Differ from wine grapes which are pressed and fermented prior to consumption, table grapes are consumed directly. Therefore, their desirability depends largely on a visual assessment by consumers. As a result, most table grapes have large and colorful berries. Our results also confirmed that table grapes, even the dual-purpose grape accessions, had larger and colorful berries than wine grapes, indicating that these characteristics may have been targeted by table grape breeders. Smaller berries, by contrast, often have more better properties for vinification hence may be more desirable and suitable for winemaking (Gil et al., 2015). In this study, there had three table grape accessions and four dual-purpose accessions produce no seed, indicating that seedlessness becomes another preferable trait for fresh fruit consumption and probably for raisin production. Acidity also comes in to play when comparing these two grapes that higher acid levels were detected in wine grapes comparing with table grape, which was consistent with the previous work (Migicovsky et al., 2017). Sweetness is another characteristic where these two grape types should differ drastically. Wine grapes are commonly harvested at around 22–30 percent sugar whereas table grapes at around 15–20% sugar. This high sugar content is preferred because sugar is converted by yeast into alcohol by the process of fermentation. The greater concentration of sugars in grape berries there is, the greater potential alcohol level will be produced. For this reason, sugar content is a much more important factor for wine grapes. Some winemakers and viticulturists will continually sample grapes for a higher potential alcohol level and even delay harvesting time until grapes have a sufficiently high sugar concentration (Bird, 2011; Robinson and Harding, 2015). However, in our study, sugar content of grapevine, especially of wine grapes, showed a less reliable results. For instance, Cabernet Franc (i.e. TA-183), is usually harvested above 20° Brix (Smart et al., 1990; Gaudillère et al., 2002), but had only 9.99° Brix in 2017. This huge difference was possibly due to the unusual high temperatures in Beijing. In long terms, the effects of temperature on grapevine have been recognized. It influences plant physiology, berry composition and ultimately wine characteristics (Jones et al., 2005; Bonada and Sadras, 2015). Although the basic climatic conditions for grape growing are easily satisfied, high temperatures may make it difficult to consistently fulfill criteria required for grape quality without adjusting variety or changing management practices (Martínez-Lüscher et al., 2016). Consequently, the content of sugars and probably other phenolic compounds show very different accumulation patterns throughout grape development.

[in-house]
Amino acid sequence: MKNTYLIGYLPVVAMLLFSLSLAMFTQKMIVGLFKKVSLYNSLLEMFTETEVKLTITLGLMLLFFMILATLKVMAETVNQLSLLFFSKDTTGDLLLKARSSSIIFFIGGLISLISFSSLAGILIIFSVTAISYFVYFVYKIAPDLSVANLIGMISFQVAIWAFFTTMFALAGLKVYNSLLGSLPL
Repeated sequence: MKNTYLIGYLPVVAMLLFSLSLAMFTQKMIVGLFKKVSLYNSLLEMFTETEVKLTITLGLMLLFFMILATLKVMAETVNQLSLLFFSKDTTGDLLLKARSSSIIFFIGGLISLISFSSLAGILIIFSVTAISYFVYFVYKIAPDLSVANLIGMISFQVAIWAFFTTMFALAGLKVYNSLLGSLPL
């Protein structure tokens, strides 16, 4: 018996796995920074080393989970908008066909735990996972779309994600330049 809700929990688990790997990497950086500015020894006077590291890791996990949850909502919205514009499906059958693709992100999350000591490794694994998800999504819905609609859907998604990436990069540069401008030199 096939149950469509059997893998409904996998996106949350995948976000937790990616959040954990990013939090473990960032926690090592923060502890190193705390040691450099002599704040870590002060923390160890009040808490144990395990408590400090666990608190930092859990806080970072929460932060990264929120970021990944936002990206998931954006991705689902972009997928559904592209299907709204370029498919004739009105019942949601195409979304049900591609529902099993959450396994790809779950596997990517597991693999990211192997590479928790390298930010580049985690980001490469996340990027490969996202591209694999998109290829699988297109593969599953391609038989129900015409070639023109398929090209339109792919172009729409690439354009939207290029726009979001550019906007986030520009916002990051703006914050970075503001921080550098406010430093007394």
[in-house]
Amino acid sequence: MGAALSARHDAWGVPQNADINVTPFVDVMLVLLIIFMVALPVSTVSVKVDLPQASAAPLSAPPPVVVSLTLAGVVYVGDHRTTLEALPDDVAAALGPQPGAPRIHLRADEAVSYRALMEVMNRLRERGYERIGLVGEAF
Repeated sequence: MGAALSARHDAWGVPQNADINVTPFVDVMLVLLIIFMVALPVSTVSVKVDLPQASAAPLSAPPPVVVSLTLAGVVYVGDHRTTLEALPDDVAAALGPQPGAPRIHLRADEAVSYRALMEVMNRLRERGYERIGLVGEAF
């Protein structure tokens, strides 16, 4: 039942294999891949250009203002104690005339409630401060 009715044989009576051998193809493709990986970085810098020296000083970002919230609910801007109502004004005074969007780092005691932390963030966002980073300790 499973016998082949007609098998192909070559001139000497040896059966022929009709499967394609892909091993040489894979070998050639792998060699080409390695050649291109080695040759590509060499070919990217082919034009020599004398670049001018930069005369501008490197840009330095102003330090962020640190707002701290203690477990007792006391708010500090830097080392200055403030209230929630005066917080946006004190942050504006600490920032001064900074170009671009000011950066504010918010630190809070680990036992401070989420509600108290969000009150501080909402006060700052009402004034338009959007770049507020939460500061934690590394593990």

The genetic structure of grapevine, which can be largely understood as one large complex pedigree, is the result of a limited number of crosses among elite cultivars (Myles et al., 2011; Bacilieri et al., 2013). In this study, we randomly selected 90 cultivated grape accessions (30 each for different usages) for the identification of selective sweep, but common breeding parents were found between several accessions, some of which were even in the different sub-groups. This relatedness of genetic background may reduce the identification scope, but on the other hand had more precise detection of the selected signals. Due to the limited number (30) of each genetic pool, we are unable to provide any conclusion of group history with the current dataset, but still, the rapid LD decay in cultivated grapevine, is far more quickly than that in rice (Mather et al., 2007; Huang et al., 2012), soybean (Zhou et al., 2015), and Arabidopsis (Kim et al., 2007).